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Alternate History: Robert Capa, John Morris, and the NPPA (2)

A. D. Coleman, January 2015. Photo by Anna Lung.Airing and Pairing

“By airing deceptive claims and pairing them with opposing claims, the journalist leaves open the question of where the truth lies. … Faced with contrasting claims, people tend to pick the more agreeable one, even when it’s factually less plausible.” — Thomas E. Patterson, Informing the News: The Need for Knowledge-Based Journalism (Vintage Books, 2013), p. 52

At the conclusion of my previous post, I indicated that I await the arrival via USPS of a hard copy of the January-February 2015 issue of a feature story about this blog’s investigation of Robert Capa’s D-Day images and their subsequent fate, published on March 13 in News Photographer, the house organ of the National Press Photographers Association (NPPA). I also proposed that its very form was corrupt — not because I’m particularly prescient, but because its author, Bruce Young, disclosed to me its structural principle while emailing me questions to which he sought my answers for those purposes.

Below you’ll find the reasons I don’t have high hopes for the result of Young’s efforts: in a nutshell, the strictures of the article’s premise, combined with the limitations of its author, render it most likely pointless, sight unseen.

Thomas E. Patterson, "Informing the News" (2013), coverThomas Patterson holds the post of Bradlee Professor of Government and the Press at the Harvard Kennedy School, and founded the open-access site Journalist’s Resource, a project of the Harvard Kennedy School’s Shorenstein Center on Media, Politics and Public Policy and the Carnegie-Knight Initiative. Based on the research and analysis resulting from a multi-year initiative of the Carnegie Corporation and the Knight Foundation, Patterson’s landmark book Informing the News: The Need for Knowledge-Based Journalism (Vintage Books, 2013) constitutes a harsh critique of current journalistic tendencies as evidenced on all platforms: print, broadcast, internet. (Click here for videos of Patterson discussing these issues.)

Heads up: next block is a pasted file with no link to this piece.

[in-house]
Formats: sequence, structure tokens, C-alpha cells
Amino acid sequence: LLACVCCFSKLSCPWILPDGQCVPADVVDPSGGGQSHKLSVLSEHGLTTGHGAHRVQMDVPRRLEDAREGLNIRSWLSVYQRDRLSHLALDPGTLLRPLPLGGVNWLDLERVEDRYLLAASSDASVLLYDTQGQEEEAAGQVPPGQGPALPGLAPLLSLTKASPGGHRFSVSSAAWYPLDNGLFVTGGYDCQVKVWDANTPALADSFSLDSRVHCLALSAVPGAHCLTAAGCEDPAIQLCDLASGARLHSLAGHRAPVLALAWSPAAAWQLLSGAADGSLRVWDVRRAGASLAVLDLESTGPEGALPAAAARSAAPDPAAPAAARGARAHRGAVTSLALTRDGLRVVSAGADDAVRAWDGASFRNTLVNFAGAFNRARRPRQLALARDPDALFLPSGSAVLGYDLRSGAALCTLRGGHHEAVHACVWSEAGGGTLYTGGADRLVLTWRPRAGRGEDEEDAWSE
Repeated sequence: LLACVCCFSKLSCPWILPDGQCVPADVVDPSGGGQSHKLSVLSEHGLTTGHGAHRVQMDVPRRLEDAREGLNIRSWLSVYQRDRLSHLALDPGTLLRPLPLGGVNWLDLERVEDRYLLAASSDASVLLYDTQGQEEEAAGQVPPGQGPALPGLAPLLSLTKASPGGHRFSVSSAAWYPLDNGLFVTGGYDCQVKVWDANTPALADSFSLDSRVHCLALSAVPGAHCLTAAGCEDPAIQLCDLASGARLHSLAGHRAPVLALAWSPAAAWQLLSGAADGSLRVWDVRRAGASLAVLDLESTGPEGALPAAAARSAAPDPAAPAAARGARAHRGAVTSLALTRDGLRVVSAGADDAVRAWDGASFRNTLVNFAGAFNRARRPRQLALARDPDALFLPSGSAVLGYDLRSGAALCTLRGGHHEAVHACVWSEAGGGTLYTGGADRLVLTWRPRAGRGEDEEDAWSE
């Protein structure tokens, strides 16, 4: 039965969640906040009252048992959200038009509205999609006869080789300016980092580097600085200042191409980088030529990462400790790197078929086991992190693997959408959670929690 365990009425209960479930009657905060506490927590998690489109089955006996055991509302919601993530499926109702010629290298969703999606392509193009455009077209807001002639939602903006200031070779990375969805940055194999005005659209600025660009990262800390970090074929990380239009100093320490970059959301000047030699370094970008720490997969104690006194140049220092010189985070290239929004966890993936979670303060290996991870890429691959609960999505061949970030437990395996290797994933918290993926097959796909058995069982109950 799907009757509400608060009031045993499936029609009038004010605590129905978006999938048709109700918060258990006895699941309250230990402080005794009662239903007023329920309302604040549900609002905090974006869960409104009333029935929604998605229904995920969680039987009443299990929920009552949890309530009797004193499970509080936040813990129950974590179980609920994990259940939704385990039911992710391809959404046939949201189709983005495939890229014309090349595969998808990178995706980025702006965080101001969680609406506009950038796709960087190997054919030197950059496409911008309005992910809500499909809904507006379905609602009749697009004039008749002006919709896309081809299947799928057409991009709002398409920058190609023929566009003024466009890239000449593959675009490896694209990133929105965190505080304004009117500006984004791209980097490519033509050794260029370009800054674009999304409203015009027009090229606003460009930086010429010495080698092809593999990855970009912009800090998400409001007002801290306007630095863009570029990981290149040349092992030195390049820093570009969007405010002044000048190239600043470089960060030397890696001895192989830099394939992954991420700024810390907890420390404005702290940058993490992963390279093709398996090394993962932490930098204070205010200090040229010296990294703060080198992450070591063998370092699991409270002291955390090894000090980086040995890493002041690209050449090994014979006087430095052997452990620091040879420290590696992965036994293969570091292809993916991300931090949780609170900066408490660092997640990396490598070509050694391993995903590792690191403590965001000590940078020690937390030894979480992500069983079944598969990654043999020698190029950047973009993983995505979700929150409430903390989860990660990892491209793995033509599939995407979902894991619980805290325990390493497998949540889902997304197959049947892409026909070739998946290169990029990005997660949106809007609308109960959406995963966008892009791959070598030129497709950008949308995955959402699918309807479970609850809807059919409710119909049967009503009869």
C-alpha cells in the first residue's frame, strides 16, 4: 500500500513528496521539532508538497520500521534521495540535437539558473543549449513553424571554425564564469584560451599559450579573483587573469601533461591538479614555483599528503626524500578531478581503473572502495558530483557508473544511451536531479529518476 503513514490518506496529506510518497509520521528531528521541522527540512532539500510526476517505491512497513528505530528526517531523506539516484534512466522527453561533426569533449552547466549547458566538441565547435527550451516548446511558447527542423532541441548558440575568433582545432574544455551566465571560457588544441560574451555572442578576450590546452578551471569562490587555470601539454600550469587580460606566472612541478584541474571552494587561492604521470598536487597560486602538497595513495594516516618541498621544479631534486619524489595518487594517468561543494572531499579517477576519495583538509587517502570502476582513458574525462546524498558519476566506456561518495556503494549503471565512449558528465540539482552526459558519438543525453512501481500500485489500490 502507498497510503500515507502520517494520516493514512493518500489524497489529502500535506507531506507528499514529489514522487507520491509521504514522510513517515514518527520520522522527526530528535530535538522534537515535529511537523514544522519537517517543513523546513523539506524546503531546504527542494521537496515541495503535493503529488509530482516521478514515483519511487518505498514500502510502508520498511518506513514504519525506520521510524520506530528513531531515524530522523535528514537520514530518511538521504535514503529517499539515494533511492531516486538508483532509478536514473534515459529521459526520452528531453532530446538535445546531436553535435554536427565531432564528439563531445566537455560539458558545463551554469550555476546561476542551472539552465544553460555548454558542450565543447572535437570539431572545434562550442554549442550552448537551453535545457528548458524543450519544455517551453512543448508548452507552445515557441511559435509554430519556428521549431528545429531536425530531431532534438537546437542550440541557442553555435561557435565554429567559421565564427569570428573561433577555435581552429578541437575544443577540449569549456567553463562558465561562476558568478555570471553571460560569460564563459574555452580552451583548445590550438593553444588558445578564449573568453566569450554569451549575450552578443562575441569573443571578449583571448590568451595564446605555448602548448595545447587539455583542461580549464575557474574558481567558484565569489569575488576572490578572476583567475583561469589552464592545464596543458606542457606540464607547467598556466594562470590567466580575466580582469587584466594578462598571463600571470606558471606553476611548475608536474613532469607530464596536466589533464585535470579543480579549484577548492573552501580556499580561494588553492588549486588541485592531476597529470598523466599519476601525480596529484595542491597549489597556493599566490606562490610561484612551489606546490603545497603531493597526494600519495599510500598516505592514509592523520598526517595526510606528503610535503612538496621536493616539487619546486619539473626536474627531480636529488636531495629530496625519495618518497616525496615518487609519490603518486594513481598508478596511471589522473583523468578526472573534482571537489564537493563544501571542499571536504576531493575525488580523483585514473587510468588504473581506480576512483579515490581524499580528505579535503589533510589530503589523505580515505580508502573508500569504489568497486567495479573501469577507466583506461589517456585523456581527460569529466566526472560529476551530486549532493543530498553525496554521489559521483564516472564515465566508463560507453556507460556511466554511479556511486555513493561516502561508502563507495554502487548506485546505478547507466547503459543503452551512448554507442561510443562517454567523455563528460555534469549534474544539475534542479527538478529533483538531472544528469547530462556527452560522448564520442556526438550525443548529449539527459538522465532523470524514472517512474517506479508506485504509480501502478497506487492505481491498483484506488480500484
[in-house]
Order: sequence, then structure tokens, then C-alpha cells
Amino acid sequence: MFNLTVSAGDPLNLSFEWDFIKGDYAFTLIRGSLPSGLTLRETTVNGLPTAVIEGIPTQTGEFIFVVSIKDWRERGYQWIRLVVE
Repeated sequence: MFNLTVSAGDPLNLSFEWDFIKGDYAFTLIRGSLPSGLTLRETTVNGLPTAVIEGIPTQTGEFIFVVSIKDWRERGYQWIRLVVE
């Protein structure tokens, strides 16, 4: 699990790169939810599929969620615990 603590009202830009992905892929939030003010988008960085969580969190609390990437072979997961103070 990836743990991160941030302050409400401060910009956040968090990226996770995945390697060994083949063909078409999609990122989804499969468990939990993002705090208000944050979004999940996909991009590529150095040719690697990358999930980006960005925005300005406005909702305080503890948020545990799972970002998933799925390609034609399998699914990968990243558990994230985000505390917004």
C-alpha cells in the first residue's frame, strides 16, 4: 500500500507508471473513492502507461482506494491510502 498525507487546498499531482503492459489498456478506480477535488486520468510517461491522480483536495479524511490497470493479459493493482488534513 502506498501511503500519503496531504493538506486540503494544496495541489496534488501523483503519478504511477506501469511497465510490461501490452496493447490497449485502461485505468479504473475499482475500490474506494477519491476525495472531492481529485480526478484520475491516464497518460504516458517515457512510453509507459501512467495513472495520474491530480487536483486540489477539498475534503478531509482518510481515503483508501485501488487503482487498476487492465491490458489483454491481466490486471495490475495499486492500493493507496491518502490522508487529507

To reverse this state of affairs, Patterson urges a massive rethinking and reconfiguration of current journalism education and practice. To start with, he proposes dismantling the prevalent tennis-match approach to journalism, epitomized by the purportedly neutral “he said, she said” format.

“Stenography” from the NPPA

“The objective model of American journalism offers a weak defense against factual distortions. Not only does the commitment to balance invite such distortions, it allows them to pass unchecked. The model’s definition of accuracy is less a question of the truth of what is said than a question of whether someone actually said it, a practice that [Eric] Pooley calls ‘stenography.'” — Thomas E. Patterson, Informing the News, p. 52

Patterson’s widely acclaimed treatise, which I discussed here at length upon its publication a year ago, makes it unequivocally clear that the “he said, she said” model of “balanced” and “objective” journalism has become degraded and discredited:

Thomas E. Patterson, screenshot, 2013

Thomas E. Patterson, screenshot, 2013

“As political scientist Lance Bennettt notes, ‘power’ rather than truthfulness is the operative standard of ‘he said, she said’ reporting. When a member of Congress tells a bald-faced lie and the journalist passes it along to the audience as a ‘he said, she said’ controversy, what except deference to those in ‘power’ explains the reporter’s decision? By conveying it, the reporter is complicit in the deception — the claim gets publicized and gains credibility as a result of being in the news.” — Patterson, Informing the News, p. 40

NPPA News Photographer, January-February 2015, cover